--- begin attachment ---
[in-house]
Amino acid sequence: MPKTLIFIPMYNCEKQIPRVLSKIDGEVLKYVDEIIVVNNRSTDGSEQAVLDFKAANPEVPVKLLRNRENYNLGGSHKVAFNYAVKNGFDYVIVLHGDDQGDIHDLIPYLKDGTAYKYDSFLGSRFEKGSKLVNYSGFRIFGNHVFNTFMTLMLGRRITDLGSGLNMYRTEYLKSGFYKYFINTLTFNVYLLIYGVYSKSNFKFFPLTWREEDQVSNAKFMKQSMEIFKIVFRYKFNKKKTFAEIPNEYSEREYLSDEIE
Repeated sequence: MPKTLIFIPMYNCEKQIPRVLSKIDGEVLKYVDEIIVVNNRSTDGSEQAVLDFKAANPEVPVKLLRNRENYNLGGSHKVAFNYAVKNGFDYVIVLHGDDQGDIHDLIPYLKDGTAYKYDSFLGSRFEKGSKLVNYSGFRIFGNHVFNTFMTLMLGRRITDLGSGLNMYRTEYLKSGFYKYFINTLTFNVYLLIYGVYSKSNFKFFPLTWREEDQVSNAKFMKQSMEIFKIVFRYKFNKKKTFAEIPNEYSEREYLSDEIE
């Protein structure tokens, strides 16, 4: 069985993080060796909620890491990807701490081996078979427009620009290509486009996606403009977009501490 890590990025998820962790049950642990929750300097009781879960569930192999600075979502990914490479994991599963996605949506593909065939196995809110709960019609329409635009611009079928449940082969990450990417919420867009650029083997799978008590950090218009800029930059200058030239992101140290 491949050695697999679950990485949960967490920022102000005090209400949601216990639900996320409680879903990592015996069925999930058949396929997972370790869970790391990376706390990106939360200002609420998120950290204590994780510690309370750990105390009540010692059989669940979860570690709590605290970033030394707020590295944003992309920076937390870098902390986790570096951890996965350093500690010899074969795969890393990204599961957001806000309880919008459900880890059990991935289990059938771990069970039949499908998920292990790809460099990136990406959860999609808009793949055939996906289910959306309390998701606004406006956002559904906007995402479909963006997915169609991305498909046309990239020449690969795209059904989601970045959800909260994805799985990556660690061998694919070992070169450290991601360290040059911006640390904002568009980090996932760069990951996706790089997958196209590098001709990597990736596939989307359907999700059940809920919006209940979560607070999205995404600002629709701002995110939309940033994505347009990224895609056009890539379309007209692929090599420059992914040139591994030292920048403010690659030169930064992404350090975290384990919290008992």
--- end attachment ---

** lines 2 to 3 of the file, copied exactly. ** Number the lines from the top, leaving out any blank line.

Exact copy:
Amino acid sequence: MPKTLIFIPMYNCEKQIPRVLSKIDGEVLKYVDEIIVVNNRSTDGSEQAVLDFKAANPEVPVKLLRNRENYNLGGSHKVAFNYAVKNGFDYVIVLHGDDQGDIHDLIPYLKDGTAYKYDSFLGSRFEKGSKLVNYSGFRIFGNHVFNTFMTLMLGRRITDLGSGLNMYRTEYLKSGFYKYFINTLTFNVYLLIYGVYSKSNFKFFPLTWREEDQVSNAKFMKQSMEIFKIVFRYKFNKKKTFAEIPNEYSEREYLSDEIE
Repeated sequence: MPKTLIFIPMYNCEKQIPRVLSKIDGEVLKYVDEIIVVNNRSTDGSEQAVLDFKAANPEVPVKLLRNRENYNLGGSHKVAFNYAVKNGFDYVIVLHGDDQGDIHDLIPYLKDGTAYKYDSFLGSRFEKGSKLVNYSGFRIFGNHVFNTFMTLMLGRRITDLGSGLNMYRTEYLKSGFYKYFINTLTFNVYLLIYGVYSKSNFKFFPLTWREEDQVSNAKFMKQSMEIFKIVFRYKFNKKKTFAEIPNEYSEREYLSDEIE